What is it used for?

An ova and parasite test is used to see if intestinal parasites are causing symptoms that appear to be from an intestinal infection. This information helps your health care provider know how to treat your illness. The test may also be used to see if treatment for intestinal parasites is working.

Why do I need an ova and parasite test?

Your provider may order an O&P test if you have symptoms that could be caused by an intestinal parasite, and the symptoms have lasted for a few days. They include:

  • Diarrhea
  • Abdominal pain
  • Blood and/or mucus in the stool
  • Unusually foul-smelly, greasy stools that float
  • Nausea and vomiting
  • Gas
  • Fever
  • Weight loss

Sometimes these symptoms go away without treatment, so testing is not always needed. Your provider will be more likely to order a test for parasites if:

  • You have developed serious symptoms, including an electrolyte imbalance or dehydration.
  • You have a weakened immune system because of disease, medicines you take, or your age. Older adults and very young children often have weaker immune systems.
  • You could have been exposed to parasites. This includes:
    • Drinking or accidentally swallowing water from a stream and/or lake.
    • Traveling to another country where intestinal parasites are more common.
    • Being around another person who has an intestinal parasite infection.

What happens during an ova and parasite test?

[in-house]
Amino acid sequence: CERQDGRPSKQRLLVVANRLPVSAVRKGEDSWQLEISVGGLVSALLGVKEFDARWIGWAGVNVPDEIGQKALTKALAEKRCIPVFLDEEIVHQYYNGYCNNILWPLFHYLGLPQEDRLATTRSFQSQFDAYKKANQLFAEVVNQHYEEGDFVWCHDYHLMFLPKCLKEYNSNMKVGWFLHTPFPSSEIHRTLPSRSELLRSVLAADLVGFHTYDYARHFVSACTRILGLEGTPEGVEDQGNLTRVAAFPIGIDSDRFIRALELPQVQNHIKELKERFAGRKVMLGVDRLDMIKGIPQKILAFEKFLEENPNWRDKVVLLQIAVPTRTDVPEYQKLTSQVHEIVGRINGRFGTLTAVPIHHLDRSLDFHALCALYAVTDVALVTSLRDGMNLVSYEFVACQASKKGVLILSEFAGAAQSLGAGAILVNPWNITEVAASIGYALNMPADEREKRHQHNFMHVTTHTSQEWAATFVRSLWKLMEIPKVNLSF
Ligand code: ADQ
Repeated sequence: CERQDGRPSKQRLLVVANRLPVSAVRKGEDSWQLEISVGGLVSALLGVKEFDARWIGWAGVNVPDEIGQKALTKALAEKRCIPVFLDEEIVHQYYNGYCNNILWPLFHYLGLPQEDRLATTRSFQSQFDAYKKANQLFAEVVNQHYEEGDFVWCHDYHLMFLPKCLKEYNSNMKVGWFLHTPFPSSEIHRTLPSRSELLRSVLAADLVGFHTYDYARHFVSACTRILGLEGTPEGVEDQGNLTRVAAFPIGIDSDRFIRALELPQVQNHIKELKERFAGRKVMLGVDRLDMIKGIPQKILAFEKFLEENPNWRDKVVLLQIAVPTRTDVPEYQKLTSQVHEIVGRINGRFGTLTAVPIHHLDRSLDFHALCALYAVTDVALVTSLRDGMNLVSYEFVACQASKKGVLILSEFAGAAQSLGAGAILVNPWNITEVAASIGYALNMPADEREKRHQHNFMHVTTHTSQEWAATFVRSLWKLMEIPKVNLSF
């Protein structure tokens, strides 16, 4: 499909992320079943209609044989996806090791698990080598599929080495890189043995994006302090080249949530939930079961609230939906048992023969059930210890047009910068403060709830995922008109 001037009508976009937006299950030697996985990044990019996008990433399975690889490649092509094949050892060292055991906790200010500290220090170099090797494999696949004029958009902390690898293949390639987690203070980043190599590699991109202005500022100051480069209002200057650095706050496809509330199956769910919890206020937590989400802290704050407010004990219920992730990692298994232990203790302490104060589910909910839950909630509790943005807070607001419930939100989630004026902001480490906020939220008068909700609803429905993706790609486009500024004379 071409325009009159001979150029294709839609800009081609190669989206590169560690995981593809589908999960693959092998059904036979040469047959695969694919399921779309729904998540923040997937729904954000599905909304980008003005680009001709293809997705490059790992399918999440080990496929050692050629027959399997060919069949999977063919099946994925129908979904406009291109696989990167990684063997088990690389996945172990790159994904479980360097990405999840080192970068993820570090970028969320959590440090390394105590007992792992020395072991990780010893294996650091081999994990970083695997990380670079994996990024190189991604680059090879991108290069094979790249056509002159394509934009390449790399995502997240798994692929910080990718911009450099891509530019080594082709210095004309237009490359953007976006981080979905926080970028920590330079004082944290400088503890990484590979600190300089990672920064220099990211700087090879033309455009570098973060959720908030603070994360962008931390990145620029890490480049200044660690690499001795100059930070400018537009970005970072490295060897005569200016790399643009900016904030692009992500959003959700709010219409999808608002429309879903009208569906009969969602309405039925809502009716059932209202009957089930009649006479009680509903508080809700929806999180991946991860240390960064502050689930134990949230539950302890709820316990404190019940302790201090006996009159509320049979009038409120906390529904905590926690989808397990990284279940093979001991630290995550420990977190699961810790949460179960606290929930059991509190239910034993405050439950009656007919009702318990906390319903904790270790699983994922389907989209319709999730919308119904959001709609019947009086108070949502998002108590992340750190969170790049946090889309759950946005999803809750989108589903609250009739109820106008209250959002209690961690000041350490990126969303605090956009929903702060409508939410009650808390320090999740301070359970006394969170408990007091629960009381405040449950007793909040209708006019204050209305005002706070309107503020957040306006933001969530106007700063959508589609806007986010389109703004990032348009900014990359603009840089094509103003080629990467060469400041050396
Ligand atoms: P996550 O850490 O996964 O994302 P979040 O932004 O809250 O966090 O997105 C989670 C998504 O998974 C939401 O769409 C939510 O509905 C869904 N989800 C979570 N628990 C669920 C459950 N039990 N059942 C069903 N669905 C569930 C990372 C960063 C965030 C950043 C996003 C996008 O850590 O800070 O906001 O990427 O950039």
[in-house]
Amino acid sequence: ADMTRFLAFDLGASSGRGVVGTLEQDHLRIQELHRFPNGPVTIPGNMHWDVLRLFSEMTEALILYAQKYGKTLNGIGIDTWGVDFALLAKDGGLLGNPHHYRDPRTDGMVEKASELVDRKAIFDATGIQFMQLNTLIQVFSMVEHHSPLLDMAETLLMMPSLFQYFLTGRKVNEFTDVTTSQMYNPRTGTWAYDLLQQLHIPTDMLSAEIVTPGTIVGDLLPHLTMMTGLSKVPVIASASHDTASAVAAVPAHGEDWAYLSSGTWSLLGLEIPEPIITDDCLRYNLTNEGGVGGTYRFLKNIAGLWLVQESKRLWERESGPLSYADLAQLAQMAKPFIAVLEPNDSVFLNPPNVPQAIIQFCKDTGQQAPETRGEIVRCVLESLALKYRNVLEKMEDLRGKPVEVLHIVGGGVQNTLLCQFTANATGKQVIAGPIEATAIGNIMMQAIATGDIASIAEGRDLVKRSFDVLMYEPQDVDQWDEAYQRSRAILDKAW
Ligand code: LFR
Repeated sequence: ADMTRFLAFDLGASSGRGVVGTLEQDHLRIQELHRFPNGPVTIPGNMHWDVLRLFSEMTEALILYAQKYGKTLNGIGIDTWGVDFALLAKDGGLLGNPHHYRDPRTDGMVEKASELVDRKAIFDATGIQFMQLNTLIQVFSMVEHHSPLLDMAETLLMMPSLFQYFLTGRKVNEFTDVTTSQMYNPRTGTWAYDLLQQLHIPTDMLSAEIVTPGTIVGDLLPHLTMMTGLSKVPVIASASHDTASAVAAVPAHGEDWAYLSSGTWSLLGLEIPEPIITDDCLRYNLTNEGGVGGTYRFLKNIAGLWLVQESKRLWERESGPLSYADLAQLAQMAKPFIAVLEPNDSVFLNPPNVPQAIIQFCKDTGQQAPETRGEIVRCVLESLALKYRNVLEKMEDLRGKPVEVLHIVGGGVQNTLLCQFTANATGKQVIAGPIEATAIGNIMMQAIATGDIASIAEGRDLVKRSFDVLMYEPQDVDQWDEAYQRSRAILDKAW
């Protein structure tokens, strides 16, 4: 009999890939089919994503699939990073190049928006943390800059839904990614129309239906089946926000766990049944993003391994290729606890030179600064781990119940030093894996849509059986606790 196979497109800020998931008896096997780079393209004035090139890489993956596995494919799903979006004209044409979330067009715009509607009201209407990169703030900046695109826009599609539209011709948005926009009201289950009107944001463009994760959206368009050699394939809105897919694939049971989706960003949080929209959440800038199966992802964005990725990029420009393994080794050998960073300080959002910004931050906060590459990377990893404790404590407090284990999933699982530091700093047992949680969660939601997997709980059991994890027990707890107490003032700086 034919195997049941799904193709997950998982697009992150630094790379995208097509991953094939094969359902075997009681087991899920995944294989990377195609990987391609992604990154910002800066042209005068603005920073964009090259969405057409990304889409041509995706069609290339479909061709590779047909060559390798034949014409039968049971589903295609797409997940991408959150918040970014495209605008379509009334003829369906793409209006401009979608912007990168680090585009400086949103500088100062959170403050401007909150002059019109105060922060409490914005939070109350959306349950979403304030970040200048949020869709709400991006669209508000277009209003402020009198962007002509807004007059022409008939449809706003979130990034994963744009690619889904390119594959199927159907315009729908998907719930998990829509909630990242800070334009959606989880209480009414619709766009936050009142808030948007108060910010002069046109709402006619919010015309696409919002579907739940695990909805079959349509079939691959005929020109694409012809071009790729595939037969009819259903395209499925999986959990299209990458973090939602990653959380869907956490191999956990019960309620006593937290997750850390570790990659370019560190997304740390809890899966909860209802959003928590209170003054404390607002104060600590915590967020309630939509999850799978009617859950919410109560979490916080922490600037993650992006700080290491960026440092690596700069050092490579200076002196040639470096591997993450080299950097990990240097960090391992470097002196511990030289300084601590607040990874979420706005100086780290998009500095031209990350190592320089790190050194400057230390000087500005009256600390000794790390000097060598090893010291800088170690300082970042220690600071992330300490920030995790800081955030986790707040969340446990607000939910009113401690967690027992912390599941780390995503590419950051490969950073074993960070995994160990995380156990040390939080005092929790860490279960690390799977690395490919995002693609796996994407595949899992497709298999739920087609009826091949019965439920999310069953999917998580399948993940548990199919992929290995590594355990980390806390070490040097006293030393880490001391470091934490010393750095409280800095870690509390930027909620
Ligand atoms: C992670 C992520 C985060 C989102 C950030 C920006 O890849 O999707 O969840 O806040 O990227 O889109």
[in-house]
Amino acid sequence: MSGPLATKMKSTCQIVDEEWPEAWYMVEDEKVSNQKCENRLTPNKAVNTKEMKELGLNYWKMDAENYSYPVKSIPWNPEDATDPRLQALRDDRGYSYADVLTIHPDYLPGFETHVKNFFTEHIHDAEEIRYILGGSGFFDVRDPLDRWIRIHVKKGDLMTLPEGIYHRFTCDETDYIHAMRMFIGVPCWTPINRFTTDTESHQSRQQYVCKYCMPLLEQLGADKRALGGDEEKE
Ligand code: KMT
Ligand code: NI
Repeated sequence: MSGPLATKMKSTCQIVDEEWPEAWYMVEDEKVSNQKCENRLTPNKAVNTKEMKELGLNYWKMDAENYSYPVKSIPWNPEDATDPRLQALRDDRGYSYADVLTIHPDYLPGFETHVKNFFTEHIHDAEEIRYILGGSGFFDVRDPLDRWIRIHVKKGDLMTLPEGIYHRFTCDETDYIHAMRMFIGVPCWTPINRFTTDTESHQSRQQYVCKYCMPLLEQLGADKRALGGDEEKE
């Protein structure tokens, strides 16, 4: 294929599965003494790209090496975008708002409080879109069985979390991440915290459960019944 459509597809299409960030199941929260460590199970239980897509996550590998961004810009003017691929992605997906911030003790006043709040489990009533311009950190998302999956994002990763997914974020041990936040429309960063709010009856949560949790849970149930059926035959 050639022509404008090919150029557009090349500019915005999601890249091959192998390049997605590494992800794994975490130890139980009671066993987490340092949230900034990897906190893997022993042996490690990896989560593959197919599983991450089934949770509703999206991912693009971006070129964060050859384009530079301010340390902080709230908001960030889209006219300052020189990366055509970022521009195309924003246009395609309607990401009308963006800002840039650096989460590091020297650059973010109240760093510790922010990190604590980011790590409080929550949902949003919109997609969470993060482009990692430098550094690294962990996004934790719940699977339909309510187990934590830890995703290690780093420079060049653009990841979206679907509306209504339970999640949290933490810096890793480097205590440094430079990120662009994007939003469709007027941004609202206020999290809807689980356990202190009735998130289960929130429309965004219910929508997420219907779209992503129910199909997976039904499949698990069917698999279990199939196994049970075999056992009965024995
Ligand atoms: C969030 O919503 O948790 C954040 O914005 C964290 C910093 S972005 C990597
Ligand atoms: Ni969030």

You will need to provide a stool sample for your test. Your provider will probably give you a container or kit with instructions on how to collect the sample. There are different ways to collect stool samples so follow the instructions carefully. In general, you'll need to:

  • Label the container with your name, the collection date, and time.
  • Collect a stool sample as instructed. This usually involves using a clean, dry container, or special paper or plastic wrap placed over the toilet to catch the stool.
  • Make sure the stool doesn't mix with any urine, toilet paper, or water from the toilet.
  • Close the container tightly.
  • Wash your hands well with soap and water.
  • Return the container according to the instructions.

If you're collecting a sample from diapers, you'll get special instructions for using plastic wrap inside of a clean diaper. In certain cases, a provider may use a swab to take a stool sample from the rectum.

To get accurate test results, you may need to collect several stool samples over a few days. That's because parasites may not show up in your stool every day. Testing several samples will increase the chance that the parasites will be found.